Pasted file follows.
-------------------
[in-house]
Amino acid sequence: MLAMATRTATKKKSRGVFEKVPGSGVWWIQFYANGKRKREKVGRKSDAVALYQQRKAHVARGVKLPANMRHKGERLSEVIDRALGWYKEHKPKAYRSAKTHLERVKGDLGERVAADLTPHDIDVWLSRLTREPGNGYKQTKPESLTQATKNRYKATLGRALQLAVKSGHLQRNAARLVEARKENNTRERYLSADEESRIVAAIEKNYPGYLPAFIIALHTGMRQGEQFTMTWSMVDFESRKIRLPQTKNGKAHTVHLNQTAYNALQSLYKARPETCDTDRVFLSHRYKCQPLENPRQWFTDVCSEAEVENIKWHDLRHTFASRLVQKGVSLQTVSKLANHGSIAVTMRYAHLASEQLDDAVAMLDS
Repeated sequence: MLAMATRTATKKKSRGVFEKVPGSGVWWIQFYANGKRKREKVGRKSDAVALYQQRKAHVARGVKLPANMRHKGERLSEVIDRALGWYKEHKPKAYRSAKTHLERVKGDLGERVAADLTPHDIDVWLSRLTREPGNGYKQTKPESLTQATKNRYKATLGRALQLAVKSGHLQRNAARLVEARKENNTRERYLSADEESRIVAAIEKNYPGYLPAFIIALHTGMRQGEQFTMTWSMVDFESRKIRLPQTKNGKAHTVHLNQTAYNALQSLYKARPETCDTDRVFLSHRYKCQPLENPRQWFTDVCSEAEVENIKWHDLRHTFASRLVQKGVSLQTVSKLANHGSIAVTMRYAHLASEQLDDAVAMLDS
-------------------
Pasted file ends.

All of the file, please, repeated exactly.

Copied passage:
[in-house]
Amino acid sequence: MLAMATRTATKKKSRGVFEKVPGSGVWWIQFYANGKRKREKVGRKSDAVALYQQRKAHVARGVKLPANMRHKGERLSEVIDRALGWYKEHKPKAYRSAKTHLERVKGDLGERVAADLTPHDIDVWLSRLTREPGNGYKQTKPESLTQATKNRYKATLGRALQLAVKSGHLQRNAARLVEARKENNTRERYLSADEESRIVAAIEKNYPGYLPAFIIALHTGMRQGEQFTMTWSMVDFESRKIRLPQTKNGKAHTVHLNQTAYNALQSLYKARPETCDTDRVFLSHRYKCQPLENPRQWFTDVCSEAEVENIKWHDLRHTFASRLVQKGVSLQTVSKLANHGSIAVTMRYAHLASEQLDDAVAMLDS
Repeated sequence: MLAMATRTATKKKSRGVFEKVPGSGVWWIQFYANGKRKREKVGRKSDAVALYQQRKAHVARGVKLPANMRHKGERLSEVIDRALGWYKEHKPKAYRSAKTHLERVKGDLGERVAADLTPHDIDVWLSRLTREPGNGYKQTKPESLTQATKNRYKATLGRALQLAVKSGHLQRNAARLVEARKENNTRERYLSADEESRIVAAIEKNYPGYLPAFIIALHTGMRQGEQFTMTWSMVDFESRKIRLPQTKNGKAHTVHLNQTAYNALQSLYKARPETCDTDRVFLSHRYKCQPLENPRQWFTDVCSEAEVENIKWHDLRHTFASRLVQKGVSLQTVSKLANHGSIAVTMRYAHLASEQLDDAVAMLDS